What might explain the rise of illiberal views among putatively liberal people?
In the vast majority of governing charters around the world, you will read the word “dignity”—but you won’t see it in the American Constitution. The traditional lodestars of American rights jurisprudence have been liberty and equality, as enshrined in the Bill of Rights and the Fourteenth Amendment’s equal protection and due process clauses. But of late, dignity has had something of a renaissance. Writing for the Court in United States v. Windsor (2013), Justice Anthony Kennedy concluded,
The history of DOMA’s enactment and its own text demonstrate that interference with the equal dignity of same-sex marriages, a dignity conferred by the States in the exercise of their sovereign power, was more than an incidental effect of the federal statute. It was its essence.
In Windsor, Kennedy made reference to dignity (or one of its cognates) 10 times, compared to just six instances of “equality” and five of “liberty.” For such a significant decision, the emphasis on such an abstract and contentious concept struck many as odd.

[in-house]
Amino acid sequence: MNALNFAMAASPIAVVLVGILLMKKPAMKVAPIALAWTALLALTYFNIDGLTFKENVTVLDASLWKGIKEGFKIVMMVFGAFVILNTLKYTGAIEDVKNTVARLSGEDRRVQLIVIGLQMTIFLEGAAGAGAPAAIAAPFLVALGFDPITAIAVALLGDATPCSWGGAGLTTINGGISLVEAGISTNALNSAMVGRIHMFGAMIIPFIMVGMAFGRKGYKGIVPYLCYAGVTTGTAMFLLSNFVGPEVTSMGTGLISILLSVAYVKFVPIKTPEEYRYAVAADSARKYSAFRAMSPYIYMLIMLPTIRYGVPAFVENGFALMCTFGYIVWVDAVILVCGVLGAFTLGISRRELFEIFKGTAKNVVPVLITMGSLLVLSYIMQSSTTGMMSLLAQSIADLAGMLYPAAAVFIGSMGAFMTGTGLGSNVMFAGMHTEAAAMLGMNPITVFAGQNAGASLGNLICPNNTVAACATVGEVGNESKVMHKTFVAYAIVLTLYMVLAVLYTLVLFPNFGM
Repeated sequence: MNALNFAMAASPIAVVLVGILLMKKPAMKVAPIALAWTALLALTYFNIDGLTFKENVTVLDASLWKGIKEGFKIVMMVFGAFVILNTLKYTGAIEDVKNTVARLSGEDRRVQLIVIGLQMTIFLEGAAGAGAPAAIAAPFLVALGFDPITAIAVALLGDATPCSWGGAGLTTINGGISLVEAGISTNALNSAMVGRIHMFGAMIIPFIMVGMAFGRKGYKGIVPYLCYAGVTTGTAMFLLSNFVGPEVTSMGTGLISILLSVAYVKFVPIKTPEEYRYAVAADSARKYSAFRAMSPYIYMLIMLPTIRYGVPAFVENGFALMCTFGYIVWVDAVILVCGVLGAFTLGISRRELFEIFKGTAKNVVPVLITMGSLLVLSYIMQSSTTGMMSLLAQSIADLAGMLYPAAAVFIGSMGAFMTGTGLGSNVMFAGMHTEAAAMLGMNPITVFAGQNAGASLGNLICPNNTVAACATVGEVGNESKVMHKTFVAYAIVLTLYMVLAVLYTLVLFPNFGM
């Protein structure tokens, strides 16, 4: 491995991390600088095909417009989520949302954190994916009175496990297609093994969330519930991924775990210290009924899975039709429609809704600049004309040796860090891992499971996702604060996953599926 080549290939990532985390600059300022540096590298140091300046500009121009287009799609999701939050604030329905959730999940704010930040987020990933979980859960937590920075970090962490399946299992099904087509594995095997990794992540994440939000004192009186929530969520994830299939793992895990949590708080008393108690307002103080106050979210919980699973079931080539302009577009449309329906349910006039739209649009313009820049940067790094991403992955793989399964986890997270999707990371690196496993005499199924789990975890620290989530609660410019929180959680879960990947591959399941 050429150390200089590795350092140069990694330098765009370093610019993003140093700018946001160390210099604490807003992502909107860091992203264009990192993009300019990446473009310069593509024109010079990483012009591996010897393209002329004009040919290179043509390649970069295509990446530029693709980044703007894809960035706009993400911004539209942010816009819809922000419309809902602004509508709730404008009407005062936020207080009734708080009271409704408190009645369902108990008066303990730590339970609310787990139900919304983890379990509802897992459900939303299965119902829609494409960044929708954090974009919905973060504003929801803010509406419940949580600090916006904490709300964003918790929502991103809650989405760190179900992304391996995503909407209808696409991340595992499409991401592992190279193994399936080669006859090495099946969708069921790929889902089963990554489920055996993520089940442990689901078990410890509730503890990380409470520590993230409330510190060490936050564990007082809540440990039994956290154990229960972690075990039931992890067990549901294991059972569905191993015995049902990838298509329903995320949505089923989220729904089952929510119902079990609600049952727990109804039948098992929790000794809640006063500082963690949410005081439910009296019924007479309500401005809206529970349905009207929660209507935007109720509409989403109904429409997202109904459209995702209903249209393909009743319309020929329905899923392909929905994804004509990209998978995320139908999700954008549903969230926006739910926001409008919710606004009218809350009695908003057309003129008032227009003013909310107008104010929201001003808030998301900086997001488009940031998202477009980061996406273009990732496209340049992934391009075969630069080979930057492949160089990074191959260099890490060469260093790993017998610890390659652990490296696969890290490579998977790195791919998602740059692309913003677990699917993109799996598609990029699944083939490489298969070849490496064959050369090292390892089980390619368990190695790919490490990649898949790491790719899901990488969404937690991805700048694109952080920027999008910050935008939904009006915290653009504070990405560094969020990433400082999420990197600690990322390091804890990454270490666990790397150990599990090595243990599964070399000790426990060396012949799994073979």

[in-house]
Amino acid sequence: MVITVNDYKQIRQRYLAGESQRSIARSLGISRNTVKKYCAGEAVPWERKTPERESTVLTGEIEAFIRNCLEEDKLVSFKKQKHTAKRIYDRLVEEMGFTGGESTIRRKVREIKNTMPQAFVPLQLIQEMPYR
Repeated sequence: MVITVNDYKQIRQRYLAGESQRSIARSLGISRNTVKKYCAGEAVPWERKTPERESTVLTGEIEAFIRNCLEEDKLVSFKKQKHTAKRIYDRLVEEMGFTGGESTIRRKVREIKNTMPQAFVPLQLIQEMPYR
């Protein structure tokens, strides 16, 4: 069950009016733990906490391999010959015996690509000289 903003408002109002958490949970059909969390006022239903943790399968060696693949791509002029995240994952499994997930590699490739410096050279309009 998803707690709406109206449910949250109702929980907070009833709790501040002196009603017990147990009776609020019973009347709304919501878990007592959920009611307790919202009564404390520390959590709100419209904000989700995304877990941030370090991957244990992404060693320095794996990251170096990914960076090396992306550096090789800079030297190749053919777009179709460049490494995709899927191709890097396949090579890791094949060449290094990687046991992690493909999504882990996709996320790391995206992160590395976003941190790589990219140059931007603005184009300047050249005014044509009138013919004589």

Nonetheless, most observers weren’t surprised by Kennedy’s flight of philosophical fancy. After all, “sweet-mystery-of-life” passages (to borrow Justice Antonin Scalia’s phrase) appear regularly in his landmark opinions. Most famously, in the 1992 majority decision in Planned Parenthood v. Casey, Kennedy observed, “At the heart of liberty is the right to define one’s own concept of existence, of meaning, of the universe, and of the mystery of human life.” For Scalia (among many others) this simply was not the stuff of a stable or rigorous jurisprudence.